Advertisement

Neurochemical Research

, Volume 1, Issue 5, pp 501–509 | Cite as

Arylalkylamines inOctopus tissues

  • A. V. Juorio
  • S. R. Philips
Article

Abstract

A number of phenylethylamines and indoleamines have been analyzed in the circumoesophageal ganglia and posterior salivary gland of the normal and pargyline-treated maleOctopus dofleini martini. β-Phenylethylamine,m-tyramine, and tryptamine are present in the optic lobes in amounts of 3, 0.6, and 0.6 ng/g, and in the posterior salivary gland at levels of 1, 64, and 52 ng/g, respectively, in contrast to the much higher levels observed forp-tyramine, octopamine, dopamine, noradrenaline, and 5-hydroxytryptamine. Although pargyline causes a substantial increase in the content of β-phenylethylamine,m-tyramine,p-tyramine, and tryptamine in the optic lobes, no significant changes are observed in the posterior salivary gland. Their relatively rapid metabolism suggests an active role for these amines in the function of nervous tissue in theOctopus.

Keywords

Dopamine Noradrenaline Salivary Gland Active Role Nervous Tissue 
These keywords were added by machine and not by the authors. This process is experimental and the keywords may be updated as the learning algorithm improves.

Preview

Unable to display preview. Download preview PDF.

Unable to display preview. Download preview PDF.

References

  1. 1.
    Barlow, J.J., Juorio, A.V., andMartin, R. (1974) Monoamine transport in theOctopus posterior salivary gland nerves. J. Comp. Physiol. 89, 105–122.Google Scholar
  2. 2.
    Blaschko, H., andHawkins, J. (1952) Observation on amine oxidase in cephalopods. J. Physiol. London 118, 88–93.PubMedGoogle Scholar
  3. 3.
    Bogdanski, D.F., Pletscher, A., Brodie, B.B., andUdenfriend, S. (1956) Identification and assay of serotonin in brain. J. Pharmacol. Exp. Ther. 117, 82–88.PubMedGoogle Scholar
  4. 4.
    Boulton, A.A., Juorio, A.V., Philips, S.R., andWu P.H. (1975) Some arylalkylamines in rabbit brain. Brain Res. 96, 212–216.PubMedGoogle Scholar
  5. 5.
    Durden, D.A., Philips, S.R., andBoulton, A.A., (1973) Identification and distribution of β-phenylethylamine in the rat. Can. J. Biochem. 51, 995–1002.Google Scholar
  6. 6.
    Erspamer V. (1948) Active substances in the posterior salivary glands of octopoda. I. Enteramine-like substance. Acta Pharmacol. Toxicol. 4, 213–223.Google Scholar
  7. 7.
    Erspamer, V. (1948) Active substances in the posterior salivary glands of octopoda. II. Tyramine and octopamine. Acta Pharmacol. Toxicol. 4, 224–227.Google Scholar
  8. 8.
    Euler, U.S.V. (1953) Presence of catecholamines in visceral organs of fish and invertebrates. Acta Physiol. Scand. 28, 297–305.PubMedGoogle Scholar
  9. 9.
    Henze, M. (1913)p-Oxyphenylathylämin, das Speicheldrüsengift der Cephalopoden. Hoppe-Seyler's Z. Physiol. Chem. 87, 51–58.Google Scholar
  10. 10.
    Juorio, A.V. (1971) Catecholamines and 5-hydroxytryptamine in nervous tissue of cephalopods. J. Physiol. London 216, 213–226.PubMedGoogle Scholar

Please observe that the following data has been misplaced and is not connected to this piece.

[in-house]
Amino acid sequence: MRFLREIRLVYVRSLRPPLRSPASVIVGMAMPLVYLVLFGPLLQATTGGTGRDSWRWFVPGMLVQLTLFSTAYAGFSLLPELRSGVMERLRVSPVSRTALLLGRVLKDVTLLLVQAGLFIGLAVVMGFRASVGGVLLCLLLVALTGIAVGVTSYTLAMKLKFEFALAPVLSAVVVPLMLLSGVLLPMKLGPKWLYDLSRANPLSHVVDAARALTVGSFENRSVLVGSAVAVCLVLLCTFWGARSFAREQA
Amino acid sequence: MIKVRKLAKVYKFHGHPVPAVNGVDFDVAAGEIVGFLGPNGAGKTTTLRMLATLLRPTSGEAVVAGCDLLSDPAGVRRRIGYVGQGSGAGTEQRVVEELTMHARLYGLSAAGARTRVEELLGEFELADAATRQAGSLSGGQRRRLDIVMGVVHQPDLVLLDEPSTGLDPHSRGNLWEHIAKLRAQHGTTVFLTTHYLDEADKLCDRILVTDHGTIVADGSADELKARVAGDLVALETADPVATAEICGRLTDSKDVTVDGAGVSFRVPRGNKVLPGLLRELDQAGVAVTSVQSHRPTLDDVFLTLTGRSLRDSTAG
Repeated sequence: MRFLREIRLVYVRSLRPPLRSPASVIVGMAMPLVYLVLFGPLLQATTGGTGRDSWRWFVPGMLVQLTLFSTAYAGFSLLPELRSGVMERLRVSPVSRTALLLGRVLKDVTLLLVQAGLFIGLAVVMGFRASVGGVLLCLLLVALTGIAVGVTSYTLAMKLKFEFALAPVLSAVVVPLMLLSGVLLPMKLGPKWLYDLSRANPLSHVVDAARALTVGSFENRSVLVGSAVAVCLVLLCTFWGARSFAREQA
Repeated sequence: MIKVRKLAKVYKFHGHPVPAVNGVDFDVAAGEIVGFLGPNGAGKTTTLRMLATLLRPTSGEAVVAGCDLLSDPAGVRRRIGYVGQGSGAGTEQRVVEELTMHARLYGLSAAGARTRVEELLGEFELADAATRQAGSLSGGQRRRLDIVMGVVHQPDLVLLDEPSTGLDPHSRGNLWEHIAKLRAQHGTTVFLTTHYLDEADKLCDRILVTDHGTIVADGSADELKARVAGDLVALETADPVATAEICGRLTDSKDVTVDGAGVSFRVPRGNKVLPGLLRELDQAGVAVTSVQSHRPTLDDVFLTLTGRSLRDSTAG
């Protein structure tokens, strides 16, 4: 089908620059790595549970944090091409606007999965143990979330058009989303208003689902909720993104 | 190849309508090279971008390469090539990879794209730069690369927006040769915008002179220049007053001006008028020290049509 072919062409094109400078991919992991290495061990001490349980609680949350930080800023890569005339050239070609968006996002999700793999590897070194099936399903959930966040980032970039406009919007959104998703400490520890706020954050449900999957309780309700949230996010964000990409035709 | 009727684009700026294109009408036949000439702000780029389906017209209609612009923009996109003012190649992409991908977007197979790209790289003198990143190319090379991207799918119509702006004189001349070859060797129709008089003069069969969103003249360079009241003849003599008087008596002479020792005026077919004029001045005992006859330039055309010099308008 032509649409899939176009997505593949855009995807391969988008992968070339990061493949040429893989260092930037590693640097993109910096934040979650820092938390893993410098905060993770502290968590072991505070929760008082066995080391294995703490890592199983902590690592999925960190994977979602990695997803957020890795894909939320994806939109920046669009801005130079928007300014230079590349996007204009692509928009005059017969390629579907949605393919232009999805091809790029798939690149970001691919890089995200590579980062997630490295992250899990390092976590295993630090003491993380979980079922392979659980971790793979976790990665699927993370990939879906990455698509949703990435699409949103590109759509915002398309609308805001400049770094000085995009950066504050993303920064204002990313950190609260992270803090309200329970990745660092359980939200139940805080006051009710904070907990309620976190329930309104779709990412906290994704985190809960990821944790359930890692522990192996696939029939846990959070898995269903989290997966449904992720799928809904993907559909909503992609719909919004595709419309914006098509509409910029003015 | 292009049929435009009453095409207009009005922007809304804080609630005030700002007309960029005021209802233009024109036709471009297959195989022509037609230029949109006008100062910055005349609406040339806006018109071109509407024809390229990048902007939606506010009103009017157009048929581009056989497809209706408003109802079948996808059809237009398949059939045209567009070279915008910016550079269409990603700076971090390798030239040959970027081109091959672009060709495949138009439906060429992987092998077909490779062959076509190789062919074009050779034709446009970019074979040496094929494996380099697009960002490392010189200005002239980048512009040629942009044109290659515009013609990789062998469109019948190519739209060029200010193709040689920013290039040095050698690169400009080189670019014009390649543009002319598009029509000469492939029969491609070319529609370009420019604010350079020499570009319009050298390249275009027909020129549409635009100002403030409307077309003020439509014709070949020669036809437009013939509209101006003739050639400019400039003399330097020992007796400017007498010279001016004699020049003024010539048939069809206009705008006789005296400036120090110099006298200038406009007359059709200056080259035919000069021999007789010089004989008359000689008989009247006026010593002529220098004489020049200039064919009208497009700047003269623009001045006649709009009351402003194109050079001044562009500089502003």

11. 11.
    Juorio, A.V., andKillick, S.W. (1972) Monoamines and their metabolism in molluscs. Comp. Gen. Pharmacol. 3, 283–295.PubMedGoogle Scholar
  12. 12.
    Juorio, A.V., andKillick, S.W. (1972) The effects of drugs on the synthesis and storage of monoamines in nervous tissues of molluscs. Int. J. Neurosci. 4, 195–202.Google Scholar
  13. 13.
    Juorio, A.V. andKillick, S.W., (1973) The distribution of monoamines and some of their acid metabolites in the posterior salivary glands and viscera of some cephalopods. Comp. Biochem. Physiol. 44A, 1059–1067.Google Scholar
  14. 14.
    Juorio, A.V., andMolinoff, P.B. (1974) The normal occurrence of octopamine in neural tissues of theOctopus and other cephalopods. J. Neurochem. 22, 271–280.PubMedGoogle Scholar
  15. 15.
    Juorio, A.V. andPhilips, S.R. (1975) Tyramines inOctopus nerves. Brain Res. 83, 180–184.Google Scholar
  16. 16.
    Laverty, R., andSharman, D.F. (1965) The estimation of small quantities of 3,4-dihydroxyphenylethylamine in tissue. Br. J. Pharmacol. 24, 538–548.PubMedGoogle Scholar
  17. 17.
    Molinoff, P.B., andAxelrod, J. (1969) Octopamine: Normal occurrence in sympathetic nerves of rats. Science 164, 428, 429.PubMedGoogle Scholar
  18. 18.
    Philips, S.R., Davis, B.A., Durden, D.A., andBoulton, A.A. (1975) Identification and distribution of meta-tyramine in the rat. Can. J. Biochem. 53, 65–69.PubMedGoogle Scholar
  19. 19.
    Philips, S.R., Durden, D.A., andBoulton, A.A. (1974) Identification and distribution ofp-tyramine in the rat. Can. J. Biochem. 52, 366–373.PubMedGoogle Scholar
  20. 20.
    Philips, S.R., Durden, D.A., andBoulton, A.A. (1974) Identification and distribution of tryptamine in the rat. Can. J. Biochem. 52, 447–451.Google Scholar
  21. 21.
    Robertson, H.A., andJuorio, A.V. (1977) Octopamine and some related noncatecholic amines in invertebrate nervous systems. Int. Rev. Neurobiol. 19, 173–224.Google Scholar
  22. 22.
    Saavedra, J.M. (1974) Enzymatic isotopic method for octopamine at the picogram level. Anal. Biochem. 59, 628–633.PubMedGoogle Scholar
  23. 23.
    Usdin, E., andSandler, M. (eds.) (1976) Trace Amines and the Brain, M. Dekker, New York.Google Scholar

Copyright information

© Plenum Publishing Corporation 1976

Authors and Affiliations

  • A. V. Juorio
    • 1
  • S. R. Philips
    • 1
  1. 1.Psychiatric Research DivisionUniversity HospitalSaskatoonCanada

Personalised recommendations